Does anyone else remember a time when ponchos were right up there on the fashion-suicide list with socks + sandals and hammer pants? And now you see all of those things all over Vogue and Glamour! Such is the fashion machine, right? Well, the reason I mention ponchos is that for a long time, I had a bit of an aversion to these half-blanket, half-coat hybrids until I was tidying up my closet and came upon this cream-colored throw I received from Cindy Crawford (fine, I actually got it as a favor at a party she threw from one of her PR people who took one look at me and seemed reluctant to give it to me, but doesn’t it sound much better when I say she gave it to me herself?). It’s such a lovely and cozy throw, but I’m not really a throw person – is anyone, really? Anyways, not wanting it to sit around in my closet, I wondered what could be done with it and then it came to me – it’d make an excellent poncho! Read on to see how I transformed it into one with just a few easy steps and if you have a blanket that you think could serve you a lot better as a poncho, definitely give it a try.
Almost every girl has a few too-big T-shirts in her closet, but instead of just wearing them to bed at night how about refashioning one into a cute tunic dress? I love this fashion DIY because it’s really easy to do and the resulting A-line dress is so easy to just throw on – especially for summer. The other great thing about this DIY is that if you have a tee with a graphic on it, you can even make your dress reversible so that you can wear it with the image in front for days you feel cheeky or wear the plain side in front on days when you’re feeling more serious.
For the full recycled fashion tutorial steps click the pages below.
This femme floral frock is a one-of-a-kind Clossette original refashioned from a dress from the 90s. I cut away a heart shape from the front of the dress, creating a negative space that I filled with some sheer tulle left over from Sandy’s bridal shower tea party. The re-design was inspired by a somewhat unlikely source – a futuristic office design that transformed two plain Jane old houses into a dynamic office by cutting away bits and pieces of the original structures. Sometimes subtraction is way more effective than addition, you know?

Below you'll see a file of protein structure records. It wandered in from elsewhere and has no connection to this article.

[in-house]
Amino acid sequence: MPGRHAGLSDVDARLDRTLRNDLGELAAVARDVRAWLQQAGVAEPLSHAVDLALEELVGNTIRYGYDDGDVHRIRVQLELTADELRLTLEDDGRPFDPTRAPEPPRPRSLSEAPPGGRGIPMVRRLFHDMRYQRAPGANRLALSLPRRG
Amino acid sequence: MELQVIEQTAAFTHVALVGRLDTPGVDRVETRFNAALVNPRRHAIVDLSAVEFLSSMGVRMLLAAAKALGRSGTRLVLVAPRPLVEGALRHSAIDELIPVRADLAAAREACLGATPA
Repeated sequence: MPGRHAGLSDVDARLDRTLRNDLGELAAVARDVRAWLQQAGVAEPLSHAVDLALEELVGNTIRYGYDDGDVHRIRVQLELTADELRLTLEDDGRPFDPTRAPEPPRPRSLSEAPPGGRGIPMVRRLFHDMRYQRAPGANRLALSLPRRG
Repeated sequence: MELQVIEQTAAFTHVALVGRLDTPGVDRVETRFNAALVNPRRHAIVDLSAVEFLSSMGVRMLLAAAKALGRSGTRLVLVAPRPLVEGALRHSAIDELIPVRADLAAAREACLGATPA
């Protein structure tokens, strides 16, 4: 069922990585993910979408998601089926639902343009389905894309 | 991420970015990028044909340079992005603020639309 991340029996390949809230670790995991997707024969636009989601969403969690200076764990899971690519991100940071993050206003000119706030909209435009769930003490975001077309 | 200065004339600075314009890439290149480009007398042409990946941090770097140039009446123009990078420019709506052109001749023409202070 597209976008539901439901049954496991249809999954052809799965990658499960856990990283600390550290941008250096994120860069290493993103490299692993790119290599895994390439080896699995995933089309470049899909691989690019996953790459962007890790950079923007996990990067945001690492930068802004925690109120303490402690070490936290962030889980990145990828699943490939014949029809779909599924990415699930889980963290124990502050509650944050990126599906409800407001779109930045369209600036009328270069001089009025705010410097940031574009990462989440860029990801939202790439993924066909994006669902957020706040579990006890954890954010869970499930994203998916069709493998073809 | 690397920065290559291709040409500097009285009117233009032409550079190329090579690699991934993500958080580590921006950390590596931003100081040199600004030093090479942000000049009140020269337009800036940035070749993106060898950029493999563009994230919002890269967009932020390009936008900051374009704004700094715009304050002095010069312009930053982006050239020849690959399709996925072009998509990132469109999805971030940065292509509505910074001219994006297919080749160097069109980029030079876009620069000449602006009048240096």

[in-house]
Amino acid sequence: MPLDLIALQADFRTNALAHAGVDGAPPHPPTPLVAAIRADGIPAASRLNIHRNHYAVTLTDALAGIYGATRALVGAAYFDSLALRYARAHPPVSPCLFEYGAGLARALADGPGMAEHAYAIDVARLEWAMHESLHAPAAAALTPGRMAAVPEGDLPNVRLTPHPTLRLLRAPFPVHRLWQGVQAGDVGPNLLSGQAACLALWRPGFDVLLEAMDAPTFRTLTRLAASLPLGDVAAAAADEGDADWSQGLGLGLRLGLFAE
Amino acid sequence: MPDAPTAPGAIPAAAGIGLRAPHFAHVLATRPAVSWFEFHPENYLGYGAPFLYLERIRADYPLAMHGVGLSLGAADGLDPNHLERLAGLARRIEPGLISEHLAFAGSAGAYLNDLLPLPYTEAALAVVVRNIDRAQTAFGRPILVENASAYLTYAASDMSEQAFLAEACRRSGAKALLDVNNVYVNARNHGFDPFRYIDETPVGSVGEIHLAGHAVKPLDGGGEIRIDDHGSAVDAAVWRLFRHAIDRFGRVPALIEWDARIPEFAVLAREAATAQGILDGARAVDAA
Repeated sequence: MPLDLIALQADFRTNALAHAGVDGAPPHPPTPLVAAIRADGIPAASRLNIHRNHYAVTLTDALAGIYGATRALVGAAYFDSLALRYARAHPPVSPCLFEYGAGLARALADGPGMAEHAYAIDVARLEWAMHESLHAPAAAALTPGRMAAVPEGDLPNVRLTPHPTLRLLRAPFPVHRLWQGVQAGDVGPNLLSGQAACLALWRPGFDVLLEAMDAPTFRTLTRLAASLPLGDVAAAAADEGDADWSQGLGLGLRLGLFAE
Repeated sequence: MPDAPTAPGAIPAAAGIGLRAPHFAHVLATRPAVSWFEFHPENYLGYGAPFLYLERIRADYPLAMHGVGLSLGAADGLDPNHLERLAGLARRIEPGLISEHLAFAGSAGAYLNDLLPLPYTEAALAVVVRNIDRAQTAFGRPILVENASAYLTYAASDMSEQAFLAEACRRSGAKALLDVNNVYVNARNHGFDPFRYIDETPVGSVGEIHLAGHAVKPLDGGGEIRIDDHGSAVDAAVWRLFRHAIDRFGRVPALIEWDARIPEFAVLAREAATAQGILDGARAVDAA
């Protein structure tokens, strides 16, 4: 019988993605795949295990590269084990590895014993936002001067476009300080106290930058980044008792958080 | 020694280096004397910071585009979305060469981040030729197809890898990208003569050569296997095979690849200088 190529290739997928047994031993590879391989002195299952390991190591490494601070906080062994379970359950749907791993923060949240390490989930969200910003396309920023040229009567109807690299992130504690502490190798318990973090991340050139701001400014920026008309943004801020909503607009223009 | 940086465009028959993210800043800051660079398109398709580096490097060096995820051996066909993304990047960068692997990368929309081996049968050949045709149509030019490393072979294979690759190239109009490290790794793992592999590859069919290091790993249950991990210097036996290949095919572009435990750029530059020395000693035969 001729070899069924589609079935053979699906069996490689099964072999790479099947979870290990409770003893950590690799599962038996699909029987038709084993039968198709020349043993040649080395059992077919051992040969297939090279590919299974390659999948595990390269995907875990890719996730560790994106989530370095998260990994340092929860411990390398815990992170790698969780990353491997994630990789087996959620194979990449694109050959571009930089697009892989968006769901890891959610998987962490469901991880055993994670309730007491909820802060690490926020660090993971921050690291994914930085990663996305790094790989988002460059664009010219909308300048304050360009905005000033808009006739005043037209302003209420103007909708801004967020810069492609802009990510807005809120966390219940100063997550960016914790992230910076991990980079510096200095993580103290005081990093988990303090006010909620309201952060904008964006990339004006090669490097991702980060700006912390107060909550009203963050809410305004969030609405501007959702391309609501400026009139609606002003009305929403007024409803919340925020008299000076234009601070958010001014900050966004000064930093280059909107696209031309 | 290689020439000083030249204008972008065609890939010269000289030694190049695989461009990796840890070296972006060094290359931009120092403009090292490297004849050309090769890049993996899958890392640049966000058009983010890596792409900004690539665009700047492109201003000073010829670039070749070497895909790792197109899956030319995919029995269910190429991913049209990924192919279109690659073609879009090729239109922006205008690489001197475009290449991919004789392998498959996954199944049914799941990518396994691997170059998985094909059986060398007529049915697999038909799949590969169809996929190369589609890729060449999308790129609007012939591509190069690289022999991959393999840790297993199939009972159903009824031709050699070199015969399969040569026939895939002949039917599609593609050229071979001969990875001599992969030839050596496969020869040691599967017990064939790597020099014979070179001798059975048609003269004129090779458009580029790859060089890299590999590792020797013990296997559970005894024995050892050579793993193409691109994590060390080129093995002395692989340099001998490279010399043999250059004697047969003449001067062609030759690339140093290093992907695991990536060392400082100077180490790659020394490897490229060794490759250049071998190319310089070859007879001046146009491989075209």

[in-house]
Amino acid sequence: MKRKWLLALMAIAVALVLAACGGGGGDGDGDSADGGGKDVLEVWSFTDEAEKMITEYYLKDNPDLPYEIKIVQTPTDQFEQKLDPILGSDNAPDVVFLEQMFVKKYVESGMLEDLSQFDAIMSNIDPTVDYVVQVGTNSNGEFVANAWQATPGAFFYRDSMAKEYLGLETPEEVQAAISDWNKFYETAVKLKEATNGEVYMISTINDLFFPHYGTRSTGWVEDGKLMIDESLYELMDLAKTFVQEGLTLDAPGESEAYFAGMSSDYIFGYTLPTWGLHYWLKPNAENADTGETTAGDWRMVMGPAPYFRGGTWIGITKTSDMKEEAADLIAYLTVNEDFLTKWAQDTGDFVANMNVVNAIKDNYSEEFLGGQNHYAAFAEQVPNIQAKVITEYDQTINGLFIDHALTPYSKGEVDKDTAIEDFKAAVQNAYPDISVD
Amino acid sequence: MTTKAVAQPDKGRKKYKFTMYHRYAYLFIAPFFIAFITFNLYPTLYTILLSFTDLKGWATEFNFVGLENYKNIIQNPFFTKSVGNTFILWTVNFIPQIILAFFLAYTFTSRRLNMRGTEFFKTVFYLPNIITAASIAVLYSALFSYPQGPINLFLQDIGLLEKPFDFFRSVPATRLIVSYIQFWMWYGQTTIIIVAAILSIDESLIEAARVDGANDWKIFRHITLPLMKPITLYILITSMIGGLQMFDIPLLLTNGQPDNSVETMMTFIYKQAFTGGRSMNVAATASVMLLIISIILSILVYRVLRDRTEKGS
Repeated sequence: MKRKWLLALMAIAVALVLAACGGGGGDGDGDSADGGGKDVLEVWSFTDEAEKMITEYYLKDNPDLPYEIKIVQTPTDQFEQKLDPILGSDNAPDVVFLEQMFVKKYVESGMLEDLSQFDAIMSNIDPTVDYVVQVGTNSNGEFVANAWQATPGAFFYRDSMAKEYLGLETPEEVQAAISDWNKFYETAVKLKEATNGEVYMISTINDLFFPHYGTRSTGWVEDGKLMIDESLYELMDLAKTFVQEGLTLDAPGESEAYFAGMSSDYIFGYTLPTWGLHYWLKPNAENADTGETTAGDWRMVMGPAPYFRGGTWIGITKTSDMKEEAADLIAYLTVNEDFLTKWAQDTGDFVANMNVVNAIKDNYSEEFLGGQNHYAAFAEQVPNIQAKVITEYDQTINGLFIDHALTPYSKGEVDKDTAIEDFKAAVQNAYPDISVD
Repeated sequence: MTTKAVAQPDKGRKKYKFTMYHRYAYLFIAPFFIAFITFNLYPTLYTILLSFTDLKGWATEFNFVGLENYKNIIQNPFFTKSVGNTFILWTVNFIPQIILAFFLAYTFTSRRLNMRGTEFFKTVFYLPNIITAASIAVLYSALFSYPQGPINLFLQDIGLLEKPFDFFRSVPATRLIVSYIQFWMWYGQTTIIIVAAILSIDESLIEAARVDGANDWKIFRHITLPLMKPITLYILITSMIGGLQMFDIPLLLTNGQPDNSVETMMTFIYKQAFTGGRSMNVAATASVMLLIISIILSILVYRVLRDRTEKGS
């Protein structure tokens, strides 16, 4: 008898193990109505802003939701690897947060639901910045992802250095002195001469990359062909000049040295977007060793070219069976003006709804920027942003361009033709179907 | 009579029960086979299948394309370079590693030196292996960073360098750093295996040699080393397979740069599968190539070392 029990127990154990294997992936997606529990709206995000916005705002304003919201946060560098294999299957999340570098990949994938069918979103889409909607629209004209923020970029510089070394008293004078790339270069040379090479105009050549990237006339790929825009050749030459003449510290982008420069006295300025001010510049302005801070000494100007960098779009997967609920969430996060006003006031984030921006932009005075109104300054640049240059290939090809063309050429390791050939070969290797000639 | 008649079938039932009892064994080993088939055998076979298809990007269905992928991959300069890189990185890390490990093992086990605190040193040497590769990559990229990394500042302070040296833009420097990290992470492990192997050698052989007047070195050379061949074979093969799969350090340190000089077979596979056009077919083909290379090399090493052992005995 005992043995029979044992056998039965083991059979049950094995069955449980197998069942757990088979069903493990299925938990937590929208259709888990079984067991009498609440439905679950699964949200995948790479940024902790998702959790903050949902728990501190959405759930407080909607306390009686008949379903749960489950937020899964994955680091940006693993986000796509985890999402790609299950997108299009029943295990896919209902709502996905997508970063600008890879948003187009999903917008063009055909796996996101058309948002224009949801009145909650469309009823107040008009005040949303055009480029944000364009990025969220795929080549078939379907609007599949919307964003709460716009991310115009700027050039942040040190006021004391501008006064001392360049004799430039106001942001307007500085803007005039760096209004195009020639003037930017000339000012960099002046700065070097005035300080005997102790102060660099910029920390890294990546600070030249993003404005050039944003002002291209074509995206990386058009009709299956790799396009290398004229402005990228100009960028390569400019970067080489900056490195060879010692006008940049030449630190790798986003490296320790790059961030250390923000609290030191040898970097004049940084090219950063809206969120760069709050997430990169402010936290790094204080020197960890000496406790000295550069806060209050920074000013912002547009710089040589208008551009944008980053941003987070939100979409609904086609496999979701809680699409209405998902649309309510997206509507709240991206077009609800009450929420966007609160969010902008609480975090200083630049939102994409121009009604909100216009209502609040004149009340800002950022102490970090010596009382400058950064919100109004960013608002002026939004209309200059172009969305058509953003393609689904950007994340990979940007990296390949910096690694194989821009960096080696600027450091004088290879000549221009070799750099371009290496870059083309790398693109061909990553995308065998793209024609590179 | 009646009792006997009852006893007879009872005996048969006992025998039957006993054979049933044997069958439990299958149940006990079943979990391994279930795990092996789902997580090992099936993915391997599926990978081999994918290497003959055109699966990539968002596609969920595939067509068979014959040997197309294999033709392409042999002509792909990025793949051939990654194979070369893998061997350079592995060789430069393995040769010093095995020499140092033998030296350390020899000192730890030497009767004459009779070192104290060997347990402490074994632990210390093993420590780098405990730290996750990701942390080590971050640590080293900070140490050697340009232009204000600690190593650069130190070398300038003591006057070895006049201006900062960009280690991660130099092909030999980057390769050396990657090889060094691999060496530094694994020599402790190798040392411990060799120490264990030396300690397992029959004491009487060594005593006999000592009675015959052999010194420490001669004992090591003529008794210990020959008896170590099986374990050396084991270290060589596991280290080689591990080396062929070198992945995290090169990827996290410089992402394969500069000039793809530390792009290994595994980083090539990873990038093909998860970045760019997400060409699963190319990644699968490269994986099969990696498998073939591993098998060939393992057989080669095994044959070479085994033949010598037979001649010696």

Material: Recycled polyester dress, sheer tulle
Condition: Gently worn/almost new
Babydoll shirts with all sorts of weird bunching and shirring used to be in style until we realized that they made everyone look equally preggers. So now there are a ton of these unflattering tops floating around unloved even though many of them still have nice, bold prints like the Marc Jacobs-esque large flower pattern on this one. If you’re the owner of one of these shirts and are not quite sure what to do with it, here’s a really easy, no-sew fashion DIY showing you how to turn an ugly babydoll shirt into a summer skirt just in time for the warm weather. I think you’ll really be surprised at how simple this tutorial is, and depending on the shirt you use, you can make the bottom into a skirt and the top into a cute bandeau.
We are coming into fall now, and the super bright jeans aren’t really for fall. I love this dark red print for fall, and black for me is an all around seasonal color. I love to make my own clothes and I want to be a fashion designer so this is like a serious start for me. My parents don’t like that I LOVE revamping my clothes, but I can’t help it. I know that I’ll make money off of this one day. I already sell some bow ties and jewelry that I make. Great start right. So For this project I’d suggest that you try black pants for bleaching, but you can use black jeans if you’d rather chose to use fabric paint which I’d suggest silver.
Step 1. Steal your boyfriend’s shirt. I’m just kidding. Don’t steal. But if you notice that your boyfriend (or husband, brother, friend, dad, guy on the couch) has an old t shirt that they hardly wear anymore, they should be fine with you taking it as long as you ask nicely. And this project will work just as well with any oversized t shirt you already have in your own closet too. There are only a few steps and when you’re done, you’ll have a cute tank top just in time for summer. Read on for the full instructions!